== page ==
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N-cadherin is a calcium-dependent endothelial cell adhesion molecule. It promotes cell adhesion by a homophilic mechanism. The first extracellular domain of this integral membrane glycoprotein contains the cell adhesion recognition sequence, His-Ala-Val (HAV). Linear and cyclic peptides containing this sequence have been shown to inhibit N-cadherin-mediated cell adhesion. Exherin™ (ADH-1) is a cyclic peptide containing the HAV motif (N-Ac-CHAVC-NH2) that is capable of acting as an N-cadherin antagonist (J. Biol. Chem., 2000, 275, 4007). We have previously shown that ADH-1 causes apoptosis of murine capillary endothelial H5V cells and bovine capillary endothelial cells (Exp. Cell Res., 2004, 294, 366). In addition, ADH-1 has been shown to cause tumor blood vessel rupture in animal model systems without affecting normal blood vessels. ADH-1 is currently in Phase I clinical trials and has shown anti-tumor activity. We have conducted additional studies to explore the ability of ADH-1 to affect endothelial cell adhesion and blood vessel formation. Treatment of confluent cultures of either human umbilical vein endothelial cells (HUVEC) or human microvascular endothelial cells (HMVEC) for 24 hr with ADH-1 (1 mg/ml) results in a loss of adhesion, followed by apoptosis. We subsequently examined the ability of ADH-1 and a negative control cyclic peptide (N-Ac-CVAHC-NH2) to block angiogenesis utilizing the chick chorioallantoic membrane assay at a concentration of 3 μg/mesh for 24 hr in the presence or absence of 0.01 mM VEGF. In the presence of VEGF, ADH-1 and the control peptide inhibited angiogenesis by 46% and 7%, respectively. In the absence of VEGF, ADH-1 and the control peptide inhibited angiogenesis by 12% and 0%, respectively. Finally, we assessed the ability of ADH-1 to reduce tumor microvessel density and inhibit Lewis Lung carcinoma growth rate in nude mice. Tumor cells were injected into the mouse footpad, followed 24 hr later by daily IP injections of ADH-1 (200 mg/kg) for 21 days. By the end of the study, ADH-1 reduced microvessel density by 45% (p<0.05) compared to the vehicle control group. Furthermore, ADH-1 reduced the tumor growth rate by 50% after 21 days of treatment when compared to the vehicle control group. Collectively, these observations suggest that ADH-1 is capable of acting as an anti-angiogenic agent and reducing tumor growth in vivo.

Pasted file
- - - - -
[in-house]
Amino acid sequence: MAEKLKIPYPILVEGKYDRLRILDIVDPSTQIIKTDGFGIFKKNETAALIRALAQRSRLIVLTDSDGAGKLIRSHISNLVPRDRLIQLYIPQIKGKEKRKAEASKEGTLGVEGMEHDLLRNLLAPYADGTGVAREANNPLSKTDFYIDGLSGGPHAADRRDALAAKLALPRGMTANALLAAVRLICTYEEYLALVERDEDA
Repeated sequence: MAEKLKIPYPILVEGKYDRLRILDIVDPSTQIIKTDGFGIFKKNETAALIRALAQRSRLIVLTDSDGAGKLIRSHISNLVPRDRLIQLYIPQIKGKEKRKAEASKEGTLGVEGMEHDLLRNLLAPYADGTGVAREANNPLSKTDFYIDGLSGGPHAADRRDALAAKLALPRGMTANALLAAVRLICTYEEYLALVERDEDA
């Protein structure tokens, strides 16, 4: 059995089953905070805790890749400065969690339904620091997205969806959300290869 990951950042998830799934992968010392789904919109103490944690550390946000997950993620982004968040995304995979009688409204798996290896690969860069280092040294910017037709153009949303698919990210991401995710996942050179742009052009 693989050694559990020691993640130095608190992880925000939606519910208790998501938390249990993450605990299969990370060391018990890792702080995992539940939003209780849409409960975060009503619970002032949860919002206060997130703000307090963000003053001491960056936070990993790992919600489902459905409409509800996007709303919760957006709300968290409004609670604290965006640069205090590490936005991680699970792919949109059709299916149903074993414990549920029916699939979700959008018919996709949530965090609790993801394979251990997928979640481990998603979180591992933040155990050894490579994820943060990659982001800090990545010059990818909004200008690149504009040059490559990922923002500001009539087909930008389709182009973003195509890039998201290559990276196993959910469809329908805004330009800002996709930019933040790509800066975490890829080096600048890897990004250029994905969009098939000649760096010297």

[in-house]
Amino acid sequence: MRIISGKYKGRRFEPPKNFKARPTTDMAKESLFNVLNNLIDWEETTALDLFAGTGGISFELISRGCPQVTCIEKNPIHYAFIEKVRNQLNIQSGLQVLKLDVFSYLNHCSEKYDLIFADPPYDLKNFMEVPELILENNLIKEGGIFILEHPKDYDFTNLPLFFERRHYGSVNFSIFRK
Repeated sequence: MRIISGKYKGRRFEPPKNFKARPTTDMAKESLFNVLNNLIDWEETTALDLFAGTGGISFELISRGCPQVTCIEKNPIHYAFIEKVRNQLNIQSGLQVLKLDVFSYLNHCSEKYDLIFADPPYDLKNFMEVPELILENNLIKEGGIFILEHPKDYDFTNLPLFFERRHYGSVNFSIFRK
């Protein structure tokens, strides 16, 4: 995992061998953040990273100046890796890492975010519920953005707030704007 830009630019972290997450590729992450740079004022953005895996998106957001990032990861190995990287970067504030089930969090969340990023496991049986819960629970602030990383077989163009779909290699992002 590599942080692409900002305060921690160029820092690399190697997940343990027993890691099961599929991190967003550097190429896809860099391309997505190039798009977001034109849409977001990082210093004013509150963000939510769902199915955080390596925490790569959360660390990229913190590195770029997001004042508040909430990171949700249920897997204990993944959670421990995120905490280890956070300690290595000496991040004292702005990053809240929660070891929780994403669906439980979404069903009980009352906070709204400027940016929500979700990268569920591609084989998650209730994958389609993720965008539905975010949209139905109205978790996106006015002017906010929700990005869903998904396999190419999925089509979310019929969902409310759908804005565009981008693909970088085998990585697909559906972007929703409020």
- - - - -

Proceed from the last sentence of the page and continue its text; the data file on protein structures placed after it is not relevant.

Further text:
[Proc Amer Assoc Cancer Res, Volume 46, 2005]